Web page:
Blockchain and Banking: The Irony

Blockchain Technology and Banking

I noticed a circular trend while conducting research on blockchain’s relationship with banks. While banks and financial services have been affected the most by blockchain technology, they also are the first entities to develop R&D for this technology to evolve in the financial realm.

In regards to blockchain and banking, we can view it as a tiger and deer taking a stroll together. It might either be a clever strategy to outwit the disruption caused by technology or just a means to scale up alongside advancements.

We don’t have a concrete reading on the situation above but let’s see how banks have clawed their way into the fire that could possibly burn them out.

Banks entering into the Crypto Domain

HSBC’S claim to its trysts with blockchain blows whistles of triumph, by using a blockchain based platform, Corda, developed by a startup called R3. Through this initiative, HSBC successfully issued a Line of Credit (LOC) to ING, a Dutch lender, to ship soybeans from Argentina to Malaysia. This cross-border transaction, that usually takes five to ten days, closed the deal in 24 hours.

Twelve major Chinese banks issued invoices and cross-border loans where they implemented an ID authentication process via blockchain that removes multiple KYCs done for one customer. However, it has offered unsecured loans for agricultural e-commerce through an automatic loan issuance process, according to merchants.

More interestingly, UBS, a Swiss bank, entered into two transactions that automatically formed agreements through smart contracts, whereby the payment transactions got recorded on the blockchain. The inter-country trades included shipment of cars and textile raw materials. Even the capital market is not alien to blockchain anymore. Credit Suisse and ING have exchanged securities worth 25 million euros using a Corda based app.

Banco Santander, a UK based bank, has developed an international payment service called One Pay FX. It also piloted a shareholder voting with three other institutions. Citibank expressed an interest in investing in state-backed cryptocurrencies pointing out the advent of fiat currencies issued on the blockchain or cryptocurrencies. However, they have put their emphasis on cryptocurrencies to best suit this initiative.

The process that Citibank is following is quite interesting to look at, where a custodian will be able to hold the cryptocurrency with the so-called DAR (Digital Asset Receipts) issued by Citigroup. The bank will then alert the Depository Trust & Clearing Corp (DTCC)- a Wall Street middleman that provides clearance and settlement services- that it has issued a receipt. This certainly lends an important layer of legitimacy and gives investors a way to track the investment within a system that they are already familiar with.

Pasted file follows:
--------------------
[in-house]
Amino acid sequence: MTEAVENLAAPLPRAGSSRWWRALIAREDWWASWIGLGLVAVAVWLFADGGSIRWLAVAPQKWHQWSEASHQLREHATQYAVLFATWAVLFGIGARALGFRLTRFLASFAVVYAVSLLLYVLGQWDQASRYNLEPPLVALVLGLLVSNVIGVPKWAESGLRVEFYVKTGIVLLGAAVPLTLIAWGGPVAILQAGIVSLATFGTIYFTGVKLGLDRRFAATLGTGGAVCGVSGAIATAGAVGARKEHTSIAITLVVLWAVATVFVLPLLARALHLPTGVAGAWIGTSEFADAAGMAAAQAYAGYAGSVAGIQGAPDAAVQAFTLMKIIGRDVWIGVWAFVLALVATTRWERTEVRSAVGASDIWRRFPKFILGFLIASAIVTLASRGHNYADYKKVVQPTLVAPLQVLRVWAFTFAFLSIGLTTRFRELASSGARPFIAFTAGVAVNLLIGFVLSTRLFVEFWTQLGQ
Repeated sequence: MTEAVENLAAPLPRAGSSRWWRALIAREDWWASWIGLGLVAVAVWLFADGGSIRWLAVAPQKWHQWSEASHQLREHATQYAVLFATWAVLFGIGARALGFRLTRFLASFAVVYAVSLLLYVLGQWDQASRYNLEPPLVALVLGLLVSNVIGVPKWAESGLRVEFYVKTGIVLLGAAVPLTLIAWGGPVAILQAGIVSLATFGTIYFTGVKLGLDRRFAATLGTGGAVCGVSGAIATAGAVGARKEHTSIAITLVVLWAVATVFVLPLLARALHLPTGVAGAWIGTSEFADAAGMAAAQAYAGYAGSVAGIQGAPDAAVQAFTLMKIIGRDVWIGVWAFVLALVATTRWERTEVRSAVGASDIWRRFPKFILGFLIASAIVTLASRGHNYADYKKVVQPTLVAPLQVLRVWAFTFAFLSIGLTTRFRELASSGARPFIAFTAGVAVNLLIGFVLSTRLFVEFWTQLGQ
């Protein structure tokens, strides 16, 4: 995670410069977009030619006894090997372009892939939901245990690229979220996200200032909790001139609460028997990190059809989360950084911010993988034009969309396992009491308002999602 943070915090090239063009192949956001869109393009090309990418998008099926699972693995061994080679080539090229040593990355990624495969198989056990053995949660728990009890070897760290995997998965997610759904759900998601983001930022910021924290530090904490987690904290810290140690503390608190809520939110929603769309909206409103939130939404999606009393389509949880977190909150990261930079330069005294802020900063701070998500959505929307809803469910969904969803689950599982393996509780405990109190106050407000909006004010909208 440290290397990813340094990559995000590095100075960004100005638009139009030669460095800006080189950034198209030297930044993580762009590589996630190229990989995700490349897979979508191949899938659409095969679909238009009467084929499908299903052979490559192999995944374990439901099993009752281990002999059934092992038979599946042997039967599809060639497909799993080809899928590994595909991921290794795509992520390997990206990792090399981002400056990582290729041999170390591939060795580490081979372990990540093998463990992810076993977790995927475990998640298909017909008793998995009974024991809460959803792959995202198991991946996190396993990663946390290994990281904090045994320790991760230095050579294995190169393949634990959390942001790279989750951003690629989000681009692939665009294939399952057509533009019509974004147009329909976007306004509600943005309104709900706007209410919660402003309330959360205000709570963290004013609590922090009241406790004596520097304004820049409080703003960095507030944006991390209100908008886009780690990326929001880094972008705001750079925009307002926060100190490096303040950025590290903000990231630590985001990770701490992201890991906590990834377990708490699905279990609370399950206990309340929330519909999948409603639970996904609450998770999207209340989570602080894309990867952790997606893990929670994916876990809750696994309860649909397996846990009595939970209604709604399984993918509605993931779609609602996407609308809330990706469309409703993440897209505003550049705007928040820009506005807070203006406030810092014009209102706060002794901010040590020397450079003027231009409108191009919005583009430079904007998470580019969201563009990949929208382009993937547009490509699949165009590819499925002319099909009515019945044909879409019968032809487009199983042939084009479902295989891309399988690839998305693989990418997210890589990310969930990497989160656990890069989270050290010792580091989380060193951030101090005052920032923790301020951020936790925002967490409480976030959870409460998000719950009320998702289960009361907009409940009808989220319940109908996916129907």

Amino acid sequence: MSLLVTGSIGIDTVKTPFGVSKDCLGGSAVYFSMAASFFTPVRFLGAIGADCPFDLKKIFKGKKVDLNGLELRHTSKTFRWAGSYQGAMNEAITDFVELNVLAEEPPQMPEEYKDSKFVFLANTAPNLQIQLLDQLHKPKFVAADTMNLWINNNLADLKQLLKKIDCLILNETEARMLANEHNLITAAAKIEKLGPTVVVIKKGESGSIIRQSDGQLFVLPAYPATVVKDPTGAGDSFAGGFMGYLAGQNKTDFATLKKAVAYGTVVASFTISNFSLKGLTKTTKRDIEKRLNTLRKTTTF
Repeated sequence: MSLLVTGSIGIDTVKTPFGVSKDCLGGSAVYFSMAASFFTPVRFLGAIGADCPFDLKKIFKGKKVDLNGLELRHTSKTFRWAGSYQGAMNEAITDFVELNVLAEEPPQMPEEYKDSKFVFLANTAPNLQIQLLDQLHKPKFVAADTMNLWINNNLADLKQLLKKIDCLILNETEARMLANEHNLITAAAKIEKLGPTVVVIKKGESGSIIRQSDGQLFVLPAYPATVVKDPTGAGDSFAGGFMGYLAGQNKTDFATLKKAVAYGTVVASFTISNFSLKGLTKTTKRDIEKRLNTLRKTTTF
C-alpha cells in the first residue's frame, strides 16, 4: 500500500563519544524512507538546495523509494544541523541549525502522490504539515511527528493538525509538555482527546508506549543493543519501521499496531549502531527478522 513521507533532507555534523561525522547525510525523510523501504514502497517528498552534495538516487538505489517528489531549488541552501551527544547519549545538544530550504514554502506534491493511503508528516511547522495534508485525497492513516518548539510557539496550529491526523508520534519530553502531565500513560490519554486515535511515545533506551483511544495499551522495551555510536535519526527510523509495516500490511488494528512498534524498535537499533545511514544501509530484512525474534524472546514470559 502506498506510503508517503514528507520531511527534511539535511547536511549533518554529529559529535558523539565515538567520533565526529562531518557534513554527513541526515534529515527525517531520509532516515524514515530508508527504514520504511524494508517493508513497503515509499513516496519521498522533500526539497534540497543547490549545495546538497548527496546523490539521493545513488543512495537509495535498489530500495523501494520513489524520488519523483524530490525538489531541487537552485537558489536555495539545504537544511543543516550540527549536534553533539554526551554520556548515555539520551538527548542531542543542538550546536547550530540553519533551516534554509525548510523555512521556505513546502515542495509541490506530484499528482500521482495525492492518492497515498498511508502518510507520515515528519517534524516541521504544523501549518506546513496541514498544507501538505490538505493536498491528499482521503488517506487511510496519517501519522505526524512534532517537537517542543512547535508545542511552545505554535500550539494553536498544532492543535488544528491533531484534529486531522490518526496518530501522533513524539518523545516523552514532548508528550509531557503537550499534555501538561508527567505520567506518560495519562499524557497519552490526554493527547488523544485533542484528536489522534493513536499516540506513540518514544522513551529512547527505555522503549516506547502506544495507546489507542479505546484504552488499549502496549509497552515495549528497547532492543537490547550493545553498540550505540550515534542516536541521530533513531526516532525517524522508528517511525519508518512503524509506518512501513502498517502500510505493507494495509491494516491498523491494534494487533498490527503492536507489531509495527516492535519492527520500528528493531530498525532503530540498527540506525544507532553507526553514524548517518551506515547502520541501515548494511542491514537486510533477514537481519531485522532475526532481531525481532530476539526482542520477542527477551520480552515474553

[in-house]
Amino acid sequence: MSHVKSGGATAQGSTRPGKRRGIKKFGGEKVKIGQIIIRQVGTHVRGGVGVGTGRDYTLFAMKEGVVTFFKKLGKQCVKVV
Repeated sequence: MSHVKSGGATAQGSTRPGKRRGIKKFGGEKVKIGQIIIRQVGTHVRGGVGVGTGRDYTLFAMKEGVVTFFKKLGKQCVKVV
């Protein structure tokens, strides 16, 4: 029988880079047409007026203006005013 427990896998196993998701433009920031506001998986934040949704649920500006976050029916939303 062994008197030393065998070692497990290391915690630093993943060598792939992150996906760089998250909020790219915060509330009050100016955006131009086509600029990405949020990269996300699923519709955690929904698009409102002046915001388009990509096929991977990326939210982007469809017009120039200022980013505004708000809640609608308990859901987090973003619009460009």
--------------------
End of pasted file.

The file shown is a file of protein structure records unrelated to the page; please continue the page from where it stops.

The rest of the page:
Fiat vs Crypto

The dexterity that blockchain provides is very alluring but we cannot ignore the circle we are being put into. As an investor or customer, we intend to have clarity on this particular matter of choosing between fiat and crypto. However, the question that now remains- what is blockchain’s stand on this?

Blockchain was supposed to replace DTCC and remove intermediaries. However, it makes sense to monitor crypto through regulations. Many Central Banks are working towards their currencies on the blockchain. However, I am not sure if you want to call it quasi-fiat because it is a full-fledged currency on the chain. DTCC was supposed to be a prime target for disruption.

In the case of Citibank, I feel like the forest will lose its trees by going back to DTCC controlled assets for Crypto.

Citibank doesn’t necessarily think of controlling crypto, but it is trying to ensure it doesn’t become irrelevant in the crypto world by taking advantage of the perceived or actual risks currently associated with cryptocurrencies.

Final Thoughts

If we go by human evolution; though individuals crave total freedom, we still want order and governance to function as a society. Similarly, we want total non-interference by governments or central agencies with cryptocurrencies. However, humans by nature have the tendency or need to hold somebody accountable.

I am starting to realize that, in order to scale, cryptocurrencies will have to become quasi-fiat currencies. Reaping its design benefits will reduce some frictions in payment processes and management by a government body/central agency, to give it legitimacy.

Therefore, for our disruptive times today, we need to be alert in regards to the direction that the technology is taking, and that our faith remains in the right direction. Banks and centralized systems may not be in a null void yet. The question is- can we, as customers of efficiency, starve ourselves in the long run?

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